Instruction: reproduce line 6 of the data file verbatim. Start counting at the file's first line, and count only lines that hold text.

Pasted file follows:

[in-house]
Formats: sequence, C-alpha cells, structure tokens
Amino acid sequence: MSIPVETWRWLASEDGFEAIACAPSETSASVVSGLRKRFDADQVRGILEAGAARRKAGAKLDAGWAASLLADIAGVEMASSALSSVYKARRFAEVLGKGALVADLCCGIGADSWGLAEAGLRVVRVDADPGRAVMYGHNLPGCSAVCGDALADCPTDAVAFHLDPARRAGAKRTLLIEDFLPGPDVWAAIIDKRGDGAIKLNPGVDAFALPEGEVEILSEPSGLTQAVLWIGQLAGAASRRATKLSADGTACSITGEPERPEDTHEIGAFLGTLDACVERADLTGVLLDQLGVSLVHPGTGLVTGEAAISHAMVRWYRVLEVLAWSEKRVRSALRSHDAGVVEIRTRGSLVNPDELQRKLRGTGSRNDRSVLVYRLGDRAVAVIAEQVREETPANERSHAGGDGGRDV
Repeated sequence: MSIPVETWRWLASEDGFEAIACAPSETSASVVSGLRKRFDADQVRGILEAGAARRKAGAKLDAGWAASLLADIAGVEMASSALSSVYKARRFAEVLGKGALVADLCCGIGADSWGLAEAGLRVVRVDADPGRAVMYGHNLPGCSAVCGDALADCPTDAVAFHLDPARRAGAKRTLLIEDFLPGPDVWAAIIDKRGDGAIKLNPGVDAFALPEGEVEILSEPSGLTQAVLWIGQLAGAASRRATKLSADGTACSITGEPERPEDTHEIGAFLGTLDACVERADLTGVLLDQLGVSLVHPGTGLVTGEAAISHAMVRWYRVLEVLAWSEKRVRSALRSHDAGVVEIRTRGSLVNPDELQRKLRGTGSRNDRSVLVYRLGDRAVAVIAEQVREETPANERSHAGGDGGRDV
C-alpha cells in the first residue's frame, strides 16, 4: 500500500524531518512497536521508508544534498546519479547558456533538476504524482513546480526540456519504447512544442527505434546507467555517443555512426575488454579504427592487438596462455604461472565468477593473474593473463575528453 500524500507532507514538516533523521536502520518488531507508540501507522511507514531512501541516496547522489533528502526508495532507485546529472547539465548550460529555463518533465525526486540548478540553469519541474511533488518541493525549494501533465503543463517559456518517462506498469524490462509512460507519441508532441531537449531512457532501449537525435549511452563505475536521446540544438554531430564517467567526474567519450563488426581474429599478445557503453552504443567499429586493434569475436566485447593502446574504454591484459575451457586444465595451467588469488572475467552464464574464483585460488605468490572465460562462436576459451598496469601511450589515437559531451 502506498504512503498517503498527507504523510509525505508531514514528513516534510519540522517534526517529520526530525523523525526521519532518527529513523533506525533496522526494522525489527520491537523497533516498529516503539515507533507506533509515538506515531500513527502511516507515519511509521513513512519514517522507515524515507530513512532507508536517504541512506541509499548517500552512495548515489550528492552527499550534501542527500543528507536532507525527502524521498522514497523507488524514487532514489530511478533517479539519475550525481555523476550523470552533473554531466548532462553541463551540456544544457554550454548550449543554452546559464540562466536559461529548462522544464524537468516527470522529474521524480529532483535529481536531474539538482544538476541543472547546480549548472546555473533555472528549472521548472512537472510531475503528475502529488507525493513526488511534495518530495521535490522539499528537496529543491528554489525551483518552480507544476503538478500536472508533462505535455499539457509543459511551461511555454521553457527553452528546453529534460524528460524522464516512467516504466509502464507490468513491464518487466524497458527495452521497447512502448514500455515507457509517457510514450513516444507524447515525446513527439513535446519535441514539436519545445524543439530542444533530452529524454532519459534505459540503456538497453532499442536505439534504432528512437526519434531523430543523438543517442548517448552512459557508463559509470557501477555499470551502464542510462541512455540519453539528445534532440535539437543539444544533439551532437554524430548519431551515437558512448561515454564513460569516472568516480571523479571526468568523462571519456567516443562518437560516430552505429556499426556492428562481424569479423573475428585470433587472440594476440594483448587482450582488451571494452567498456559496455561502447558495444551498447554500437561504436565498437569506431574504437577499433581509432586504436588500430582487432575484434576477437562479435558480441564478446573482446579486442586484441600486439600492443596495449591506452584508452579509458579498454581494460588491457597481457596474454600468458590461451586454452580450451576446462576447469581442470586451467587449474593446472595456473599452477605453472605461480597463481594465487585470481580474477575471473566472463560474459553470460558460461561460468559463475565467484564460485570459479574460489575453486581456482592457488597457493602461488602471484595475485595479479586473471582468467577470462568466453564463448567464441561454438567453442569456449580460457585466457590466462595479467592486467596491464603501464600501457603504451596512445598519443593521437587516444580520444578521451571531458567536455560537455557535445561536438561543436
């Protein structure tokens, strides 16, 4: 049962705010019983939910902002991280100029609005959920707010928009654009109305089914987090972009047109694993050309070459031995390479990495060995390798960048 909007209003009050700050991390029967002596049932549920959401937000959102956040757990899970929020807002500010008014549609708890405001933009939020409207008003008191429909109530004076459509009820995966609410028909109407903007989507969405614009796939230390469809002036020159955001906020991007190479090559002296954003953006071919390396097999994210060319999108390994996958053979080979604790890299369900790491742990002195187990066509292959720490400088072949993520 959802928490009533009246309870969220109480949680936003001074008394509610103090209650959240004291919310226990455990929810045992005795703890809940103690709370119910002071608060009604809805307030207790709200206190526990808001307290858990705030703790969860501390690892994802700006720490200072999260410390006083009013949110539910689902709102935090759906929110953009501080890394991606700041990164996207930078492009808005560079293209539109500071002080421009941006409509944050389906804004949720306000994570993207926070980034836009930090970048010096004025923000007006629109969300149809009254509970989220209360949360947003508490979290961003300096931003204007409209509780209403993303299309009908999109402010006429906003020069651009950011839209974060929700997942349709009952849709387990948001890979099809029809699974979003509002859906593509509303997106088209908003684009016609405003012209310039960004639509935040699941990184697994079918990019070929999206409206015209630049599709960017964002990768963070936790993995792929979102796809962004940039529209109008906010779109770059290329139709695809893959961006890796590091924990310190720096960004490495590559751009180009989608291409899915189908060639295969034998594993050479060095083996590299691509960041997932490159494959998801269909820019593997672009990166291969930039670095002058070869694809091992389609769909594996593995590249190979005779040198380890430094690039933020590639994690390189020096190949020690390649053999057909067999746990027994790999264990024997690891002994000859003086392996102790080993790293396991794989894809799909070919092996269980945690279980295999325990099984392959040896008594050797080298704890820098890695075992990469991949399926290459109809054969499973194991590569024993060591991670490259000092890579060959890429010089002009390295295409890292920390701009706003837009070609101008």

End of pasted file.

């Protein structure tokens, strides 16, 4: 049962705010019983939910902002991280100029609005959920707010928009654009109305089914987090972009047109694993050309070459031995390479990495060995390798960048 909007209003009050700050991390029967002596049932549920959401937000959102956040757990899970929020807002500010008014549609708890405001933009939020409207008003008191429909109530004076459509009820995966609410028909109407903007989507969405614009796939230390469809002036020159955001906020991007190479090559002296954003953006071919390396097999994210060319999108390994996958053979080979604790890299369900790491742990002195187990066509292959720490400088072949993520 959802928490009533009246309870969220109480949680936003001074008394509610103090209650959240004291919310226990455990929810045992005795703890809940103690709370119910002071608060009604809805307030207790709200206190526990808001307290858990705030703790969860501390690892994802700006720490200072999260410390006083009013949110539910689902709102935090759906929110953009501080890394991606700041990164996207930078492009808005560079293209539109500071002080421009941006409509944050389906804004949720306000994570993207926070980034836009930090970048010096004025923000007006629109969300149809009254509970989220209360949360947003508490979290961003300096931003204007409209509780209403993303299309009908999109402010006429906003020069651009950011839209974060929700997942349709009952849709387990948001890979099809029809699974979003509002859906593509509303997106088209908003684009016609405003012209310039960004639509935040699941990184697994079918990019070929999206409206015209630049599709960017964002990768963070936790993995792929979102796809962004940039529209109008906010779109770059290329139709695809893959961006890796590091924990310190720096960004490495590559751009180009989608291409899915189908060639295969034998594993050479060095083996590299691509960041997932490159494959998801269909820019593997672009990166291969930039670095002058070869694809091992389609769909594996593995590249190979005779040198380890430094690039933020590639994690390189020096190949020690390649053999057909067999746990027994790999264990024997690891002994000859003086392996102790080993790293396991794989894809799909070919092996269980945690279980295999325990099984392959040896008594050797080298704890820098890695075992990469991949399926290459109809054969499973194991590569024993060591991670490259000092890579060959890429010089002009390295295409890292920390701009706003837009070609101008």